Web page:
After a hugely competitive and entertaining few weeks, Dhaka will play host to the final match in England’s tour of Bangladesh before they continue their mammoth winter tour onto India. Many have predicted England to struggle somewhat in India, who are now the number one-ranked Test side, but it would be wrong to undermine England’s efforts in Bangladesh.
First Test Review:
The Tigers looked set to continue their impressive home record in ODIs by winning their seventh series on the bounce in the past two years until a fine run chase by England earned them arguably their most impressive ODI result in the past eighteen months. England were supposedly promised an easier time in the Test arena as lack of game time has resulted in the Tigers turning to white-ball cricket for success.
However, Bangladesh caused trouble numerous times during the first Test match. In both innings England were reduced to 106-5 and 62-5, but thanks to excellent innings from Moeen Ali, Jonny Bairstow and Ben Stokes – they came through a scare to go 1-0 up in the two-match series. England’s top order failed once again and if Bangladesh can put a sizable total on the board, they will feel confident of putting real pressure on England’s middle order who came to the rescue during the first Test.
Naturally, Ben Duckett looked nervous in his debut Test, many thought Alastair Cook should have missed the first Test completely given the amount of experience he already has on the sub-continent and his family commitments. Joe Root looked as fluent as ever in the first-innings and Gary Ballance looked all at sea, as he has done ever since coming back into the side against Pakistan.
Moeen Ali, Adil Rashid, and Gareth Batty failed to consistently build pressure with the ball as Gareth Batty’s first-innings economy rate of 3 an over was the best of any England spinner – Moeen Ali had the highest at 4.28 – although he produced a couple of beauties in the first innings. 18-year-old debutant, Mehedi Hasan, went at just 2 an over during his forty over spell as he picked up six wickets. The odd bad ball has to be expected from Adil Rashid due to the difficulty of his trade, but Ali and Batty have to provide an element of control. If Bangladesh were able to consistently put the bad ball away, then you have to expect India to never miss out.
England’s problems lie mostly with their top order. So naturally, changes will be made to their bowling attack. Zafar Ansari is set to make his debut on Friday as Alastair Cook yearned for more control and variety from his spinners during the first Test. Not only will Ansari look to offer more control, but he will provide a left-arm option, which is vitally important given the number of right-handers in India’s line-up – with Gareth Batty set to make way.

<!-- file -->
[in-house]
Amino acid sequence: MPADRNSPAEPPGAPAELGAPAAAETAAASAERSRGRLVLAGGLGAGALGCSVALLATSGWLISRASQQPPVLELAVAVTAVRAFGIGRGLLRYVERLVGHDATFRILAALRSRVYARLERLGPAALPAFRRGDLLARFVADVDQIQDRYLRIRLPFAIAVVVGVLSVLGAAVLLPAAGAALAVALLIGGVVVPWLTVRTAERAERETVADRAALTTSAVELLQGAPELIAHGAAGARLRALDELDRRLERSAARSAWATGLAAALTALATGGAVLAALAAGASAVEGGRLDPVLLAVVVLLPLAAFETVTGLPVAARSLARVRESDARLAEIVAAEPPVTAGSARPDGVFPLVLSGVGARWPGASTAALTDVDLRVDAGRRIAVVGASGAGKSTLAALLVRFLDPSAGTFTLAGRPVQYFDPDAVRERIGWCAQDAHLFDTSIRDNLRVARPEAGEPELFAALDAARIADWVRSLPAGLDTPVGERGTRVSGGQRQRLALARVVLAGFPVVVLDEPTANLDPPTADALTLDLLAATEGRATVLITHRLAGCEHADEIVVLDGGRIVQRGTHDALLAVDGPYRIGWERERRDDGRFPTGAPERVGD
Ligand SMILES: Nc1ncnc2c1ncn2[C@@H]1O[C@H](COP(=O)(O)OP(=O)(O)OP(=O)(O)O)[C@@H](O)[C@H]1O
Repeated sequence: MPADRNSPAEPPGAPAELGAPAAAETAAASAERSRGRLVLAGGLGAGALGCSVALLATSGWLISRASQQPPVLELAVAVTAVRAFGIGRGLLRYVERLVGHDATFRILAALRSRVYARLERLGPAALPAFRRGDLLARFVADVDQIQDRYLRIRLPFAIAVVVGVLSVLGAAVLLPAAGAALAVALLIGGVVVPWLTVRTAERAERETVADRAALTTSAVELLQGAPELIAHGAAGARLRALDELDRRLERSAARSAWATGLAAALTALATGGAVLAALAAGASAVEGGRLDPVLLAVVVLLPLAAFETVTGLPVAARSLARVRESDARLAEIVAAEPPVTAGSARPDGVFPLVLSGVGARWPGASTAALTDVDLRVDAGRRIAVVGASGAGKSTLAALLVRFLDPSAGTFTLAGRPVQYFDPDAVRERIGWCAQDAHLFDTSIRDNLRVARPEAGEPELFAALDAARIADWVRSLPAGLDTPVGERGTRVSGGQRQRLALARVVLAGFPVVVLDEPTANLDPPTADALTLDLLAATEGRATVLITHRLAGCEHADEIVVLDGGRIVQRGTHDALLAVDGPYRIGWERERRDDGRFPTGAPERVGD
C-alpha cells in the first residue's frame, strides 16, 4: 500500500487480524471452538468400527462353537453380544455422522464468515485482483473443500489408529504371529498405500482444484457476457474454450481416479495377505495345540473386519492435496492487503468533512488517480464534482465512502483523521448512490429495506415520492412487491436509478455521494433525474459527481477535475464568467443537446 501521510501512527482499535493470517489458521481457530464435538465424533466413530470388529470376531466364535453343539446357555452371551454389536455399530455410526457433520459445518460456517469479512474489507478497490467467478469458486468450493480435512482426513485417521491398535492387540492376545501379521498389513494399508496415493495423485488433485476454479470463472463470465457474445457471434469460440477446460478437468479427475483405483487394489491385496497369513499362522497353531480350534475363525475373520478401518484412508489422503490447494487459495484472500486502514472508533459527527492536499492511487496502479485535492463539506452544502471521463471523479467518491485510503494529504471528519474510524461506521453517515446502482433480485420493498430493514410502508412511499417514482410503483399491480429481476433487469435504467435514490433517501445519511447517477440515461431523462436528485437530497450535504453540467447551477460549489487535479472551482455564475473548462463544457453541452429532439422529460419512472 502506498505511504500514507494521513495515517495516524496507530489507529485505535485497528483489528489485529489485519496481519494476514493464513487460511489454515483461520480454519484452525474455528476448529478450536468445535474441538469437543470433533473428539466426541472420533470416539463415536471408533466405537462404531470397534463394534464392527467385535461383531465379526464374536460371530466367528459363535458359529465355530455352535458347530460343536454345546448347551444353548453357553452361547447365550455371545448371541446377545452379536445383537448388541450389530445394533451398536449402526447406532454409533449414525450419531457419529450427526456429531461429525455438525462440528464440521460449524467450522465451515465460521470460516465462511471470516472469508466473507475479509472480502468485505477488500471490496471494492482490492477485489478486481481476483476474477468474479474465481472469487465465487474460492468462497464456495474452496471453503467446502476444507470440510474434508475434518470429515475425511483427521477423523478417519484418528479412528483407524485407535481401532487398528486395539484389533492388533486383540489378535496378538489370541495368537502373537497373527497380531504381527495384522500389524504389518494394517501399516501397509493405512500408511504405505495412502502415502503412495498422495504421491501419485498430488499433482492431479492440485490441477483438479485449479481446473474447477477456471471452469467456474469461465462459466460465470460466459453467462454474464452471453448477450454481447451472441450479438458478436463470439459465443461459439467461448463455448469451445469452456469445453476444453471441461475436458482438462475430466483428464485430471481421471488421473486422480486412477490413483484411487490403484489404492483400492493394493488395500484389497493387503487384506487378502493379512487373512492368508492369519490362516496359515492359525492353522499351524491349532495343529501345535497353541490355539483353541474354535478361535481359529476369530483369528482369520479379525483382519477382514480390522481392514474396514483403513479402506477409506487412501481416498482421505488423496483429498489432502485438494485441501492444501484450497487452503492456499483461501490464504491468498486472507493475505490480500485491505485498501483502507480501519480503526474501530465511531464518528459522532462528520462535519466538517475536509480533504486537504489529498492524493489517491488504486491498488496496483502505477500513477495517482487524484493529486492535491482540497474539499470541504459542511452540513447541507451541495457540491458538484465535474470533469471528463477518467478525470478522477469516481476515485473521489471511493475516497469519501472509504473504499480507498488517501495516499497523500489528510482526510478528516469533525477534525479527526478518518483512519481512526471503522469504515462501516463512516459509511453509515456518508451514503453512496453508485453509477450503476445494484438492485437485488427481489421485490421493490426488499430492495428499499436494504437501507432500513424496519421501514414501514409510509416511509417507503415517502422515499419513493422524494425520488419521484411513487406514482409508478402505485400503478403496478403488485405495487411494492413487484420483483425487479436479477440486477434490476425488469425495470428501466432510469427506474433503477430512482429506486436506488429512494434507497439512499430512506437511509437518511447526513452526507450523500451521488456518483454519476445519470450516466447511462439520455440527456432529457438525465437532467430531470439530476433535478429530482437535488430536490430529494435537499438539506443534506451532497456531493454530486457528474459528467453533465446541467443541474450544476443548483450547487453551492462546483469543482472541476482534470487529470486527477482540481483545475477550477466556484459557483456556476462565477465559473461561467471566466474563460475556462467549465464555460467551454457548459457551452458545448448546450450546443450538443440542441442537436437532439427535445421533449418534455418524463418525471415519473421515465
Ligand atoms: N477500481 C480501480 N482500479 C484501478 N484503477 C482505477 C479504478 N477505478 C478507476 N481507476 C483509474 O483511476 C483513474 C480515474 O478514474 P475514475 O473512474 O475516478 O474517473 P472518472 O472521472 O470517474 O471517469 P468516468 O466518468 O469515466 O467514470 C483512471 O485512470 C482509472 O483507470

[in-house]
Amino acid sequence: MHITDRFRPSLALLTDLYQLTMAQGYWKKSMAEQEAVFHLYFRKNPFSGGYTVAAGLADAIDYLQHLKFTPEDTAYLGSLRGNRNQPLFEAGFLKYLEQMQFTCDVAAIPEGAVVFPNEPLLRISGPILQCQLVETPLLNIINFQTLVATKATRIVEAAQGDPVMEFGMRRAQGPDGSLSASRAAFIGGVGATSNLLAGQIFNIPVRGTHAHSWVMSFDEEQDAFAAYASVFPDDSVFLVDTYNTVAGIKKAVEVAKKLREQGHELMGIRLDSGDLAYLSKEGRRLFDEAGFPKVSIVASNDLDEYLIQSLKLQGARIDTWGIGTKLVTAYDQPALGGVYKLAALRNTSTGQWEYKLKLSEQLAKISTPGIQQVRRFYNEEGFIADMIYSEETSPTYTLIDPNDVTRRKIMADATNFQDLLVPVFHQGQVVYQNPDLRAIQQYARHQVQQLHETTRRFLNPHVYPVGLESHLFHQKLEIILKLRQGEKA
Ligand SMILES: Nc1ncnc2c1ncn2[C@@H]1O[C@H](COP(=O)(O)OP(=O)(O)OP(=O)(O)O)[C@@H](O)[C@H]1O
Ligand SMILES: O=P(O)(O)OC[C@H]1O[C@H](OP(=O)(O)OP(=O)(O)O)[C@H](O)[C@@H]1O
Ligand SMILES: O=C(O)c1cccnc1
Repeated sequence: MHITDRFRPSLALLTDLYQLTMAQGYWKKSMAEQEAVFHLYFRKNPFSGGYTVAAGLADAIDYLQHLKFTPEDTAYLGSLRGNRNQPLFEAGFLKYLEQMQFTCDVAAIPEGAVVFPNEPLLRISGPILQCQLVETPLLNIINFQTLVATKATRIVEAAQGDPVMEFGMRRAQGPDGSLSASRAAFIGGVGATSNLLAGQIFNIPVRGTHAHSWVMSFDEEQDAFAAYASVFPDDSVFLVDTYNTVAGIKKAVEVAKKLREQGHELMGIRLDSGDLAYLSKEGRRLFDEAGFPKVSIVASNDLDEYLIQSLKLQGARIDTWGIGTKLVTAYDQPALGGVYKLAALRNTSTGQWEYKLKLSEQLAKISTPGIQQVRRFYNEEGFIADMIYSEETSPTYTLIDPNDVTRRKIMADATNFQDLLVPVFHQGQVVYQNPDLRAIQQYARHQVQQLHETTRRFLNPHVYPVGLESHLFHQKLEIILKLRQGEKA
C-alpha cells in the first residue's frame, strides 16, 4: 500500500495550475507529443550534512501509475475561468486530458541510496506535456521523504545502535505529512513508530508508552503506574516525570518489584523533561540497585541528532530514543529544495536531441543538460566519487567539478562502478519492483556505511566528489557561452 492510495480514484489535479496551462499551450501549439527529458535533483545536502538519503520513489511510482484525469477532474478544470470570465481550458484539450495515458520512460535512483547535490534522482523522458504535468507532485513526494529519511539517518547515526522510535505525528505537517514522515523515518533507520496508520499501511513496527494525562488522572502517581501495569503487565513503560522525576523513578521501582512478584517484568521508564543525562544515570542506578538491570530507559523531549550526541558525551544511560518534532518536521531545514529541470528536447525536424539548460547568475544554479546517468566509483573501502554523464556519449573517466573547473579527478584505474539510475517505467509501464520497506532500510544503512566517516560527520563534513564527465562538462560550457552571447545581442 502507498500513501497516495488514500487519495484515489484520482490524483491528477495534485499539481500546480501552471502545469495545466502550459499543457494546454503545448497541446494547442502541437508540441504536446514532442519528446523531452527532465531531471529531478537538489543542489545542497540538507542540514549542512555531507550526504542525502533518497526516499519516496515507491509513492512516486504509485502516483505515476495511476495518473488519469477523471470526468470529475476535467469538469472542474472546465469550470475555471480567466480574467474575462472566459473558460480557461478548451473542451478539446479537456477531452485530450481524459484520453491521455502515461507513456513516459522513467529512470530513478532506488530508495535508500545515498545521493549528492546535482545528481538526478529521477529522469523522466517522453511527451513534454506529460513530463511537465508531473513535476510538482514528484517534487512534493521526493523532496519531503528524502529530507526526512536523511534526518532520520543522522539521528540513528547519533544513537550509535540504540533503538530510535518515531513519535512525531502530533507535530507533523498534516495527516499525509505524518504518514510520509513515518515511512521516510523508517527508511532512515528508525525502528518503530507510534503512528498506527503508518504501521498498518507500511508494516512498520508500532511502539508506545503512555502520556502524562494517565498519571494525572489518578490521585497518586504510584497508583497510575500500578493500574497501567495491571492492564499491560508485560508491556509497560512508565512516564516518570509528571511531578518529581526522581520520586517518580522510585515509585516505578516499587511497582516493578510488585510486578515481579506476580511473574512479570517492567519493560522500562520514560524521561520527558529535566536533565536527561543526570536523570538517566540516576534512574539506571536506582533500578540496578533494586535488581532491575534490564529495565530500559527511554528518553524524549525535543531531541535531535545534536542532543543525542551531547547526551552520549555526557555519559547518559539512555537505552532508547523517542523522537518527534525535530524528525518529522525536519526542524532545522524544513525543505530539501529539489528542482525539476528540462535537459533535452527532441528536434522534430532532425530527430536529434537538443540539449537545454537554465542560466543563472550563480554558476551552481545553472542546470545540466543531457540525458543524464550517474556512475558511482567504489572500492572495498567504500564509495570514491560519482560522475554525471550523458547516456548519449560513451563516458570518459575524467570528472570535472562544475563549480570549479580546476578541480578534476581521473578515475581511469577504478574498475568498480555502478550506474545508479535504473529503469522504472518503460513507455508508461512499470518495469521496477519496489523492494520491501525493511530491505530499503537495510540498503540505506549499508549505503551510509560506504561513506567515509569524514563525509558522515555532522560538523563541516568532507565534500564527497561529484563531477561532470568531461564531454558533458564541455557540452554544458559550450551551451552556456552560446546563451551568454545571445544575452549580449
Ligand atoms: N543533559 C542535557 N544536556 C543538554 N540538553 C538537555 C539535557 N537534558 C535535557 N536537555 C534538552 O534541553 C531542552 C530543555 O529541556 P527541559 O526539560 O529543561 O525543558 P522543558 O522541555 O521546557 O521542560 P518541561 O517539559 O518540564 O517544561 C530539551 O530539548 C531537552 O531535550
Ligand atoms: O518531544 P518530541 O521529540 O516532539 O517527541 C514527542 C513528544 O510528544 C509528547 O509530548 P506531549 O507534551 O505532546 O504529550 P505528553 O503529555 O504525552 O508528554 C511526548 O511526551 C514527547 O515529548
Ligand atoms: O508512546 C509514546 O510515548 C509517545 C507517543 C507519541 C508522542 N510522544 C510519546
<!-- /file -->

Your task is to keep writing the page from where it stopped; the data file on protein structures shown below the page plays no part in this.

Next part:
Stuart Broad will have to wait to receive his 100th cap as he looks set to make way for Steven Finn. The Middlesex paceman has been bowling quickly in the nets and will keep the seam attack fresh ahead of a long winter.
Many are calling for Gary Ballance to make way for Ben Duckett to bat at four, with Haseeb Hameed taking his natural opening role. However, Ansari and Finn will be England’s only changes as Trevor Bayliss has opted for a continuity policy regarding his top six.
It’s highly likely that Bangladesh’s whole team will be unchanged as they look to level the series after coming so close to securing a famous Test win. No doubt they will look to their spinners again to expose England’s vulnerable top order. Runs must come from their dangerous opening partnership of Tamim Iqbal and Imrul Kayes, with experienced batsmen Mahmudullah and Mushfiqur Rahim building the total. England will also be weary of Sabbir Rahman after his excellent second-innings almost got his team over the line, although he is a doubt with illness.
Doubt over Sabbir’s availability in Dhaka Test: Undoubtedly, Sabbir has played extremely well and kept alive … https://t.co/649xbTuh31
A single innings could not be completed during the last Test to be played at Dhaka against South Africa last year as rain washed out days two to five. Rain is also expected this time around, however, it should not decide the fate of the match. Not so unexpectedly, the pitch looks to be dry and Bangladesh will be tempted to produce a result pitch in order to level the series.
If the pitch is similar to Chittagong and given the nature of the series so far, it promises to be a grand finale to England’s tour.